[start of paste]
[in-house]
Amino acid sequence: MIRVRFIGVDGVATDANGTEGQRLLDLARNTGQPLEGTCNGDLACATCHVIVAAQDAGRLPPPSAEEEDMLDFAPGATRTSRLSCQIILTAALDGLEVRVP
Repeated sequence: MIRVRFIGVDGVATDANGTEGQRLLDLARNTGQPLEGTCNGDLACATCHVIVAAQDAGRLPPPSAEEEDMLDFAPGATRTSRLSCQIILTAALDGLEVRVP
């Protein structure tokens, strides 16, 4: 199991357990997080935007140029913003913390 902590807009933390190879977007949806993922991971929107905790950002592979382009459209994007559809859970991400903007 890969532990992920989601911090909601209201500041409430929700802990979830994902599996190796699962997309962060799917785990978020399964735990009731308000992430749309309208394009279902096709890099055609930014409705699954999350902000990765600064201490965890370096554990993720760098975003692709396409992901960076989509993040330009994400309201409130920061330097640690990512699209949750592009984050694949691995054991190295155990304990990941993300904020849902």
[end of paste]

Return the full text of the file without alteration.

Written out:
[in-house]
Amino acid sequence: MIRVRFIGVDGVATDANGTEGQRLLDLARNTGQPLEGTCNGDLACATCHVIVAAQDAGRLPPPSAEEEDMLDFAPGATRTSRLSCQIILTAALDGLEVRVP
Repeated sequence: MIRVRFIGVDGVATDANGTEGQRLLDLARNTGQPLEGTCNGDLACATCHVIVAAQDAGRLPPPSAEEEDMLDFAPGATRTSRLSCQIILTAALDGLEVRVP
């Protein structure tokens, strides 16, 4: 199991357990997080935007140029913003913390 902590807009933390190879977007949806993922991971929107905790950002592979382009459209994007559809859970991400903007 890969532990992920989601911090909601209201500041409430929700802990979830994902599996190796699962997309962060799917785990978020399964735990009731308000992430749309309208394009279902096709890099055609930014409705699954999350902000990765600064201490965890370096554990993720760098975003692709396409992901960076989509993040330009994400309201409130920061330097640690990512699209949750592009984050694949691995054991190295155990304990990941993300904020849902």